How Window Design Influences Architecture
Designing your dream home or improving the aesthetics of your business for patrons is something a lot of people do on a daily basis, but window design may not be the first thing that comes to mind.
However, when you imagine how your finished space will look and feel, there’s light. Either a lot of light, a little, or something in between. Window design and the accessories that go with them like drapes and curtains can make or break your ability to bring your vision for a space to life.
Twists and Turns in Window Design Evolution
Modern technology and design applications allow us to get creative with window design in ways that were not only impractical in the past but downright impossible, depending on the region and the building materials available.
Today, we can take inspiration from around the world and experiment while giving reverence to the past and the trial and error of other architects by combining their techniques with modern materials.
For example, drawing inspiration from traditional Japanese marumado window design by adding a round window with soft, delicate curves to a building that features a lot of sharp internal angles would not only invite in light but serve to make a room seem softer and more welcoming.
Design psychology is fascinating and allows us to utilize architecture and building fixtures like windows for functionality while simultaneously implementing them to make our spaces feel how we want them to.
Over the years, designers developed a multitude of window styles meant to complement both the aesthetic and practical needs of homes and businesses. Below we’ll take a look at a small handful of window types and how they can be utilized from an architectural standpoint.
Bay windows have large, outward-facing hexagon-shaped frames. If you’re after natural light and want your space to feel open and inviting, this type of window could go a long way in bringing your vision to life. They offer a sense of style that’s hard to beat and can dramatically transform a room that may otherwise seem dull and uninviting. If you have a great outdoor view that you’d like to showcase, a bay window will allow you to make the most of it. Paired with a sitting nook, bay windows give otherwise simple spaces a splash of luxury.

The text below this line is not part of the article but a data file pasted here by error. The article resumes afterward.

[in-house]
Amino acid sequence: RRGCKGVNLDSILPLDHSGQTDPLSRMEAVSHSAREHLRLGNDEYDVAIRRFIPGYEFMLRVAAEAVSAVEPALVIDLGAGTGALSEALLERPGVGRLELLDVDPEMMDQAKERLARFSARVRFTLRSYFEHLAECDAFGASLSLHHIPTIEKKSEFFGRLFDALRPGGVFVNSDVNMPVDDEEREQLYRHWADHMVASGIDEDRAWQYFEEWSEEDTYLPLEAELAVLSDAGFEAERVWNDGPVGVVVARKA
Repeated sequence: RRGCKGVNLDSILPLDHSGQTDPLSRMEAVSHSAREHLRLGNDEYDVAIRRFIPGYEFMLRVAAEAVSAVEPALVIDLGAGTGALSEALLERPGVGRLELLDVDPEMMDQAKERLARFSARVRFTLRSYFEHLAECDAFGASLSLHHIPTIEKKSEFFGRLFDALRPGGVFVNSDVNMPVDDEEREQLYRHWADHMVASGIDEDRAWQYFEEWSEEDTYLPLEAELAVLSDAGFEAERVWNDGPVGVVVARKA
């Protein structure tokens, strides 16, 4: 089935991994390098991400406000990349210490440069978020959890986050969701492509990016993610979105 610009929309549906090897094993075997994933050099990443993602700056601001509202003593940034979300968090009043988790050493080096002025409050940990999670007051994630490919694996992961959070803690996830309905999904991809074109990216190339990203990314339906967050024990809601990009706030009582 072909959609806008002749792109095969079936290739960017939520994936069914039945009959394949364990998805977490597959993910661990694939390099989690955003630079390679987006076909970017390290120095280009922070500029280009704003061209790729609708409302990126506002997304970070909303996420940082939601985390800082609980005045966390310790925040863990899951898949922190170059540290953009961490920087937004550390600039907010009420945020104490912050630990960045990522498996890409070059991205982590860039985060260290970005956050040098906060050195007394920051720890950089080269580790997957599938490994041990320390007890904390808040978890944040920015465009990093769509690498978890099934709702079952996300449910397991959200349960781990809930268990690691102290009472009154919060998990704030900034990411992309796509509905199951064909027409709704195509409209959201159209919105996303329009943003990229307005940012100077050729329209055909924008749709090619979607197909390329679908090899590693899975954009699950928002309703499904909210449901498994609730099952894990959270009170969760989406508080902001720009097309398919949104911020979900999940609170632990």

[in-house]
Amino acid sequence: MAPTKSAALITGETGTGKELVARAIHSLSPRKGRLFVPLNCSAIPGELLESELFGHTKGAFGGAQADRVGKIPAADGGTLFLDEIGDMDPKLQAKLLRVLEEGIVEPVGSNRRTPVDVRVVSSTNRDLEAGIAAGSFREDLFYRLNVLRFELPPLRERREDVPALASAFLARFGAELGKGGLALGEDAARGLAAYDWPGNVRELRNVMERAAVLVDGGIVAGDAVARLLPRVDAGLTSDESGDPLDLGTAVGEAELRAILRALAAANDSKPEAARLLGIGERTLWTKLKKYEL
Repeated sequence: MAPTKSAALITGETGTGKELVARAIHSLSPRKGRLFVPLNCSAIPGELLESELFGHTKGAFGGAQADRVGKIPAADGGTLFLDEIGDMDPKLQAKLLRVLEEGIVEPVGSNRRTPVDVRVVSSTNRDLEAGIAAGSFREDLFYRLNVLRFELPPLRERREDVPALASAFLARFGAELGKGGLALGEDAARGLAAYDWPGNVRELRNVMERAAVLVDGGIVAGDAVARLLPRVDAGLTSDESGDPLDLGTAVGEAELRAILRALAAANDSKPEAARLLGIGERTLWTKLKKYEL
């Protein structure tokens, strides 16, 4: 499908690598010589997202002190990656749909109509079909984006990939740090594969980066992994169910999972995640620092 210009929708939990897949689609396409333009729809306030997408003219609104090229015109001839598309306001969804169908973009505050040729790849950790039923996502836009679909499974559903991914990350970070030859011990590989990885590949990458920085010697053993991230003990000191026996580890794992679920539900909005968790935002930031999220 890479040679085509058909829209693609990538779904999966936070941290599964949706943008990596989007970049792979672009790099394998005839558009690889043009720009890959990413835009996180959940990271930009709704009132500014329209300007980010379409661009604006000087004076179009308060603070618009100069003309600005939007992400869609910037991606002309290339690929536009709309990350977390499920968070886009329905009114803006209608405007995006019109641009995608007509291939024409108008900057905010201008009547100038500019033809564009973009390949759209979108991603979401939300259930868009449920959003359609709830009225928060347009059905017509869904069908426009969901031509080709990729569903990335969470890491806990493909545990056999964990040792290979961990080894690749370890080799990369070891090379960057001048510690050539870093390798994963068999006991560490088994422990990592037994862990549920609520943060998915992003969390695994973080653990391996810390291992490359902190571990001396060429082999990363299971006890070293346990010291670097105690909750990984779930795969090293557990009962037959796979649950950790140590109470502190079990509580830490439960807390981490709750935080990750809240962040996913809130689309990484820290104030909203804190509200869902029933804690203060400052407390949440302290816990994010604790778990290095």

The name of this window variety gives away its purpose. Picture windows are used to invite a taste of the outdoors in, acting as a “frame” for the outdoor view – inviting in both light and a splash of greenery. They are most commonly found in smaller rooms that would otherwise be drab – such as basements or attics. Picture windows are meant to serve as simple accents to a room and do not offer any ventilation.
Casement windows open horizontally and can be opened both inwardly and outwardly to allow for maximum ventilation control. They do not take up a lot of space and can be worked into tighter spaces. Casement windows are commonly found in kitchens for both of these reasons, allowing for food smells to be let out while being narrow enough to fit in around cabinets and other fixtures.
Garden windows are a plant lover’s dream, and as society as a whole continues to trend towards going green, they will likely be found in newer builds and included in renovations more and more often. They offer excellent aesthetic appeal while simultaneously allowing enough light for indoor window plants to thrive.
Textures and Materials
These two things go hand in hand with window shape and size and are critical players in ensuring the overall design of a building flows well while still being in alignment with the style preferences of the owner.
Choosing a steel window frame over a wood window frame isn’t always a matter of functionality or quality. While steel does boast several practical benefits, such as being less susceptible to weather-induced contractions and providing superior temperature insulation, it’s also a brilliant material in other ways.
The sleek, clean lines found in steel windows can lend a hint of classic charm while also allowing a room to feel more open and airy, making them perfect for smaller spaces that may otherwise look too “busy” with a wooden frame.
In addition to the clear glass that we most commonly think of in residential spaces, windows also come with a variety of other glass finishing options, such as:
From an architectural standpoint, this makes windows key for making the most out of offices and other commercial spaces that don’t necessarily have the square footage to create full-sized, separate rooms needed for hosting meetings or other activities.
By utilizing window partitions with materials like frosted or tinted glass, architects can create multifunctional spaces that allow for maximum privacy with minimal space while allowing the building to feel open and flow well in a way that wouldn’t be possible with normal walls.
Portella’s Custom Windows
Searching for windows that’ll grow with your space, remaining stylish even as other trends come and go?
At Portella, we custom craft steel windows and doors for projects of all shapes and sizes, ensuring that each buyer gets exactly the look they’re going for built from materials that can be trusted. With three generations of blacksmiths working on our team, architects get precise measurements they can count on manufactured to 1/16″ inch tolerance.
To take our commitment to quality even further, each custom steel window or door project that we take on is assigned a project manager that’ll keep you updated on all of the production details.
Ready to learn more about what sets Portella’s steel windows and doors apart from the rest?
For starters, check out our gallery!
Or reach out to our team to get the ball rolling.